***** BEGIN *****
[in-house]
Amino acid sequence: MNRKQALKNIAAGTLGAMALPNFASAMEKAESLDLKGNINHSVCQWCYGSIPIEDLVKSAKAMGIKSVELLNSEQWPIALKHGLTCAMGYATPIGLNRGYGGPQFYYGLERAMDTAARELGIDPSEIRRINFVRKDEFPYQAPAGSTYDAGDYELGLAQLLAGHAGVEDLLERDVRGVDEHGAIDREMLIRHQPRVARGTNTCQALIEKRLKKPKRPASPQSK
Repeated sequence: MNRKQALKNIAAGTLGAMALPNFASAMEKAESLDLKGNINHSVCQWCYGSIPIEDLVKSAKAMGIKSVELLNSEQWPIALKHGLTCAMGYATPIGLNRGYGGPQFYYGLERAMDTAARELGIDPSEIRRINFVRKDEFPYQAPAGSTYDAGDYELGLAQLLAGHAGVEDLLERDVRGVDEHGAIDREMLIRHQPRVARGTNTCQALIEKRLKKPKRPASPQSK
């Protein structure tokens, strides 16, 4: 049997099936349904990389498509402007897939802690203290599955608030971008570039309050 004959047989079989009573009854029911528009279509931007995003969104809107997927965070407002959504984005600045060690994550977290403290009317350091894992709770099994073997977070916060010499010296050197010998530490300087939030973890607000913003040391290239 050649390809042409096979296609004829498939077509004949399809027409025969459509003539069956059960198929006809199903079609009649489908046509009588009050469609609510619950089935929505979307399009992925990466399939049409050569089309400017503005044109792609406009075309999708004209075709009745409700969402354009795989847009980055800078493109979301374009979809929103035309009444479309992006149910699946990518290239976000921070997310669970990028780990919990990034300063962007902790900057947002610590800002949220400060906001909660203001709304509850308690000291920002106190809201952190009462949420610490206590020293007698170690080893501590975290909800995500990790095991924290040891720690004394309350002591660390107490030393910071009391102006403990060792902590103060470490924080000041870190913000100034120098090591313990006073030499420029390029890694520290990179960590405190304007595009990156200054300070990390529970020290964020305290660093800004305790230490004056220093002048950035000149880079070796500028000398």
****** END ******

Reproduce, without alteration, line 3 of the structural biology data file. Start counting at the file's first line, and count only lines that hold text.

Repeated sequence: MNRKQALKNIAAGTLGAMALPNFASAMEKAESLDLKGNINHSVCQWCYGSIPIEDLVKSAKAMGIKSVELLNSEQWPIALKHGLTCAMGYATPIGLNRGYGGPQFYYGLERAMDTAARELGIDPSEIRRINFVRKDEFPYQAPAGSTYDAGDYELGLAQLLAGHAGVEDLLERDVRGVDEHGAIDREMLIRHQPRVARGTNTCQALIEKRLKKPKRPASPQSK